Chef Jobs: Kitchen Nightmares or Master Chef?
Don’t worry, working as a chef is not like being in Gordon Ramsay’s Hell’s Kitchen 365 days a year, but it can be quite demanding!
There are enough possibilities for temporary chef jobs. Some people forget that not all chefs are working in public restaurants! If you think of all the places and industries that have canteens or on site restaurants you’ll soon realise that, without our good old chefs, we would be pretty hungry.
As a chef you’ll work as part of a team. You depend on your kitchen porters (KP’s) who are invaluable for a smooth running of the kitchen.
The downside of being a chef is that you’ll work long, unsocial hours like weekends and evenings. This is something you’ll have to consider before going for a job in hospitality.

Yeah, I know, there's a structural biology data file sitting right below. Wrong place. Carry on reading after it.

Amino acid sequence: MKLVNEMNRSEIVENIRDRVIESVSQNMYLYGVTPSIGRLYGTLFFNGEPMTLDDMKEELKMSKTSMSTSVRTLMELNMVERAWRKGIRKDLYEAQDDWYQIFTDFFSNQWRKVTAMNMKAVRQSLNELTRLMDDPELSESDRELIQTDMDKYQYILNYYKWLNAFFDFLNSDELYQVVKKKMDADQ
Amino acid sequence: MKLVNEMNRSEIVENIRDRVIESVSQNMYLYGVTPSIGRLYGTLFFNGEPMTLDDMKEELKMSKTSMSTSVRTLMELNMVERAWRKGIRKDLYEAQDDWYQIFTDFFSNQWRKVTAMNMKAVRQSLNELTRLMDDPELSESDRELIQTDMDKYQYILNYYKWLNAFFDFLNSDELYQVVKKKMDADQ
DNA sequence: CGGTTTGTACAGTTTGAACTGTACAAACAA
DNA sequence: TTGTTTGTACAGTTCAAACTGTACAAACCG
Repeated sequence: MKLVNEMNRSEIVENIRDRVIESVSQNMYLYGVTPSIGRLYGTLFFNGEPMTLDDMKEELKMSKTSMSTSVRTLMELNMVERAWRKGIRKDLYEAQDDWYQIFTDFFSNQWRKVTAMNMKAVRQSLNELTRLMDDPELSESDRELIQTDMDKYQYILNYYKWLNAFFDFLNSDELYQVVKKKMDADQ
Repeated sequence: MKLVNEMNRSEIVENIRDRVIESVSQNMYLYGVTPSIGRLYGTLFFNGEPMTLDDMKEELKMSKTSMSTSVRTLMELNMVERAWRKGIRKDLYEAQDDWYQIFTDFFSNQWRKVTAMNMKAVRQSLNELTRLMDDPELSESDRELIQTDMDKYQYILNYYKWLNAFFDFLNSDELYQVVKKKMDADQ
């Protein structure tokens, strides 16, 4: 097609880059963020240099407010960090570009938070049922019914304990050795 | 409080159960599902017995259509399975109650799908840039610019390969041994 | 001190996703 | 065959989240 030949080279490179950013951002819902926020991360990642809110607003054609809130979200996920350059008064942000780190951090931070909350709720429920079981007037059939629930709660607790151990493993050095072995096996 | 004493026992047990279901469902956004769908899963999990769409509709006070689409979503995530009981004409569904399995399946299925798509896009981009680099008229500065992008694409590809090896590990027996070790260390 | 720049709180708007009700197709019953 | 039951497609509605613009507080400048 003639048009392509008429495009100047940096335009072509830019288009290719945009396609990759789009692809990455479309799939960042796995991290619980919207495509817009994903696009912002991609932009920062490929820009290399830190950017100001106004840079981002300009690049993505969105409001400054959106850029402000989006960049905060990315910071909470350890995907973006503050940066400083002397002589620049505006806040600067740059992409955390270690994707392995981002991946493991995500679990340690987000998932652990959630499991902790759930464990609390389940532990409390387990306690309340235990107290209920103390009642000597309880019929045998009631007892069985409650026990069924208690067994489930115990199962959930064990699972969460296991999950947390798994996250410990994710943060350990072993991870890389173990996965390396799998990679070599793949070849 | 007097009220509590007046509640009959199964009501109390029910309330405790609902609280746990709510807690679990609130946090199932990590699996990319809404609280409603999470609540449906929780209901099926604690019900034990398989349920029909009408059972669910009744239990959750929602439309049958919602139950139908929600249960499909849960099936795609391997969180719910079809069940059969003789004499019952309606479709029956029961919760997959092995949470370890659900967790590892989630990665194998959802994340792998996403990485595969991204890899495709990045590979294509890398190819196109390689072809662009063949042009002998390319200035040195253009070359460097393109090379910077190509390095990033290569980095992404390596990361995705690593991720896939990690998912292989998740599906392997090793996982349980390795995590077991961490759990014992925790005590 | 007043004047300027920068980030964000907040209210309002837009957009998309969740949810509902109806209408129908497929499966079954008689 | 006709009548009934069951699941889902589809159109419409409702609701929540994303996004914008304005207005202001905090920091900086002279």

Apart from being a good cook, this job requires you to have good planning, timekeeping and organisation skills, because you’re preparing difficult dishes at different times for small or large groups. You must be able to deal with pressure and stress. Perhaps most importantly, you’ll need good knowledge of food and hygiene. The last thing you want is customers ringing you the following morning saying they got food poisoning after eating in your restaurant…
There is no standardised education for chefs. Most chefs learn their skills through work experience. Starting as a Kitchen Assistant or Kitchen Porter is a good way to learn the job from the bottom up. Other options are training at a community college, technical school, or culinary arts school. Some people train through apprenticeship programs in the army.
Wiltshire College offers several catering courses.
Fact: Did you know that most chefs neglect their cooking at home?
Salary: £ 7.5 – 15 p/h
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